Funds may not be used for alcohol or unapproved activities which may vary by school. The maximum amount of the award is $1,000, with smaller requests favorably considered.
The next application cycle will take place in Fall 2023. Please check back here in September 2023 for updated information.
Timeline for Fall 2021 Application Cycle
If your project is chosen for funding, additional details will be provided on how to document expenses, parameters for using the funds, and instructions for completing a project summary at the end of the project.
- Budget and budget justification should be detailed so the review committee understands how you determined the budget request.
- Food can be included if it is a necessary part of the project but should not be the only item in the budget or the primary purpose of the funding. Funding food for an already existing program is a low priority for this program.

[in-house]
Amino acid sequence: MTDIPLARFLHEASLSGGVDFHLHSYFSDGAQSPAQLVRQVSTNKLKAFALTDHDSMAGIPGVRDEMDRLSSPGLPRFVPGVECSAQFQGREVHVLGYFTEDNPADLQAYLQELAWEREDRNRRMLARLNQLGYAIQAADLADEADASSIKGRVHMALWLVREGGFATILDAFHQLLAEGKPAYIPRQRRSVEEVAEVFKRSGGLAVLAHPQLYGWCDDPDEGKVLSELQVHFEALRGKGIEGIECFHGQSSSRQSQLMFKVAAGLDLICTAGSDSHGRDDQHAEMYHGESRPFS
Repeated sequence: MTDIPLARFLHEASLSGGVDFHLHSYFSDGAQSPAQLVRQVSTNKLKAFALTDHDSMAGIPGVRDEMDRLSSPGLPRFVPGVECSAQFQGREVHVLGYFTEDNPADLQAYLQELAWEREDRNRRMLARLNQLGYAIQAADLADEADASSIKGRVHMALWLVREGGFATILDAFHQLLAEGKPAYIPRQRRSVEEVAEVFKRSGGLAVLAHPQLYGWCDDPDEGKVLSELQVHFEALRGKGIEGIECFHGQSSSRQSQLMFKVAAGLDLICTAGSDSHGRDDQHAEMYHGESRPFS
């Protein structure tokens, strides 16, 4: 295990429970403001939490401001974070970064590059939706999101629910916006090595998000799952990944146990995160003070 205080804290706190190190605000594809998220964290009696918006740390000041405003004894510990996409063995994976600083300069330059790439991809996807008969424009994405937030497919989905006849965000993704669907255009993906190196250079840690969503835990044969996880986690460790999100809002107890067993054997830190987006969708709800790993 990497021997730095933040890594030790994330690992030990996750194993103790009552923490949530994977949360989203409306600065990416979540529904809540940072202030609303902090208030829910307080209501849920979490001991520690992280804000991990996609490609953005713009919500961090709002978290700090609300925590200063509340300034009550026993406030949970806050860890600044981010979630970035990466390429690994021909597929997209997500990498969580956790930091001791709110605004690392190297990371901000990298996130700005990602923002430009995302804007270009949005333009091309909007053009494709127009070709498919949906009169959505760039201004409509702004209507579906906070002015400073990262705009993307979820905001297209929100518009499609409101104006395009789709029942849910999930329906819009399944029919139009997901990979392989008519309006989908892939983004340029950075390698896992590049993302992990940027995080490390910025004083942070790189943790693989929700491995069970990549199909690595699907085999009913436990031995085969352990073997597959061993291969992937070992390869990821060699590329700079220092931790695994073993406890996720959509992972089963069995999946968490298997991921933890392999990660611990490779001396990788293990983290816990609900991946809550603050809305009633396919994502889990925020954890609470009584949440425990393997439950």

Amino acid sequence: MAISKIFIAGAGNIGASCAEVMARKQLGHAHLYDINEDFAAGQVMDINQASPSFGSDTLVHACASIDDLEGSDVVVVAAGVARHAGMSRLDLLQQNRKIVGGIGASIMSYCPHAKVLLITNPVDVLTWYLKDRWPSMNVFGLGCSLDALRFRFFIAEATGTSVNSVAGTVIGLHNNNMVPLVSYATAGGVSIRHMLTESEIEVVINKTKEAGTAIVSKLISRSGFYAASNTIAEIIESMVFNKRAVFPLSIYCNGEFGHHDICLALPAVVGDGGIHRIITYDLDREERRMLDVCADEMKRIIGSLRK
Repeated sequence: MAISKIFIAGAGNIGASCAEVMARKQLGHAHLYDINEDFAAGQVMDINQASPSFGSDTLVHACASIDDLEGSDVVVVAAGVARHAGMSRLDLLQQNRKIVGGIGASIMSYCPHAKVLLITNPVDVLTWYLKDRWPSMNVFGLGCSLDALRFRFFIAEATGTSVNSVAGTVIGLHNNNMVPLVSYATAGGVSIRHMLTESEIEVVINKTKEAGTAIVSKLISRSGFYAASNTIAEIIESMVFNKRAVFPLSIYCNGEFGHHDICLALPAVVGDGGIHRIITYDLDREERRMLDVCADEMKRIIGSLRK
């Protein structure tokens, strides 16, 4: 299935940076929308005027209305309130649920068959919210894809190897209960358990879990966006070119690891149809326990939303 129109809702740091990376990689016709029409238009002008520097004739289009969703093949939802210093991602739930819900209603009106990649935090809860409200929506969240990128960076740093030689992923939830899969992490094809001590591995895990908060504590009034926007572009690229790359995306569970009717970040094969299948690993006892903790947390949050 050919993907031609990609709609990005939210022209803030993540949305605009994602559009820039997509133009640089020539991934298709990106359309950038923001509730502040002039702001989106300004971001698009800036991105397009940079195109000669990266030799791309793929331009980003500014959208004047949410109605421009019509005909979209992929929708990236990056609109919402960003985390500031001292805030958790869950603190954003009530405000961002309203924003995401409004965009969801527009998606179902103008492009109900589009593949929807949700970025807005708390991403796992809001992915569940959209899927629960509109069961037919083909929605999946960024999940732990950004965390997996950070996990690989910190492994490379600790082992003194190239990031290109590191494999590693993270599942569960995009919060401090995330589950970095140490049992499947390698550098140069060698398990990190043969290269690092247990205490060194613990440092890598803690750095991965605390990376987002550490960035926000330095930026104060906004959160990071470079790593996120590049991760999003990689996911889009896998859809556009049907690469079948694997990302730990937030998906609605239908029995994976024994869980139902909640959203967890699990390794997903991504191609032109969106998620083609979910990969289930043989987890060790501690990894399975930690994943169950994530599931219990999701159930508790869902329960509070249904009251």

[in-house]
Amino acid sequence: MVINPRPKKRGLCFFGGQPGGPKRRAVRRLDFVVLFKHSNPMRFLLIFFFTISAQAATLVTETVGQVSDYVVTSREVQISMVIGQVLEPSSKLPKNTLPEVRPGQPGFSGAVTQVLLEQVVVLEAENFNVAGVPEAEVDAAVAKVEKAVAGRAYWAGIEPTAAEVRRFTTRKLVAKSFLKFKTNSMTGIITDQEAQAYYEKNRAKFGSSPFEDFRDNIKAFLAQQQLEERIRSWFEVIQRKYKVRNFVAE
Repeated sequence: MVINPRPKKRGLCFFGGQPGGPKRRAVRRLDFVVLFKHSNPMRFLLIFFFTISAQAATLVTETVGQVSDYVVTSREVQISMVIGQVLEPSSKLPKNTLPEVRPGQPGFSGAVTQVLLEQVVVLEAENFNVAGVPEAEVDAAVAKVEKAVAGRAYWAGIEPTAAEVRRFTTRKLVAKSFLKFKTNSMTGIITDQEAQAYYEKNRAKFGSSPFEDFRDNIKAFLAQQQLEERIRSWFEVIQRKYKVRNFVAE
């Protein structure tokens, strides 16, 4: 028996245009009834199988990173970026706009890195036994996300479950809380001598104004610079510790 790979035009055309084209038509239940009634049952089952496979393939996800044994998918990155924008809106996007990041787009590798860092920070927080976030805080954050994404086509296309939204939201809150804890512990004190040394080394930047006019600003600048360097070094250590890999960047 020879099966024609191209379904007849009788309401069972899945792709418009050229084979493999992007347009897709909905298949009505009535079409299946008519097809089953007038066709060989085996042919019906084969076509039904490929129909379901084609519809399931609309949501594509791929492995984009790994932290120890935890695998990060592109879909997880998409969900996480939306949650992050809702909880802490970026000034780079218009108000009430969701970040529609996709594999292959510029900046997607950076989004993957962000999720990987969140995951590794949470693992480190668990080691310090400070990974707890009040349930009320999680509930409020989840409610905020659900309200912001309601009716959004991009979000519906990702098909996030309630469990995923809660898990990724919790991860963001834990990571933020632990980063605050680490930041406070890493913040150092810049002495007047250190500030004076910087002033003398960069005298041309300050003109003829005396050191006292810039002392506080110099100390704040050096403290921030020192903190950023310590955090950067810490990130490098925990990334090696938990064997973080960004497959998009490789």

- Justification for your project idea bolsters the application. This can be anything from anecdotal information to an internal poll sent to the student/trainee’s cohort.
- Assess which groups of students/trainees you aim to participate in your project. This may be a small group of people instead of opening it up to the three schools in East Baltimore.
- Ideas that foster social connections and support among students and trainees are highly encouraged. All activities must comply with the current phase of the JHU reopening plan.
What is the purpose of the grant program?
The purpose of this program is to directly support our learners in ways they find most valuable and to inspire new and creative ways to enhance health and wellness among students and trainees in the Johns Hopkins Schools of Medicine, Nursing, and Bloomberg School of Public Health.
What types of projects are you looking for?
We do not have pre-set projects in mind; our goal is to support the ideas (big or small) you think are most valuable. We are particularly interested in projects that foster social connectedness and projects that support healthy ways to relieve stress. Both short-term and longer-term projects are welcomed.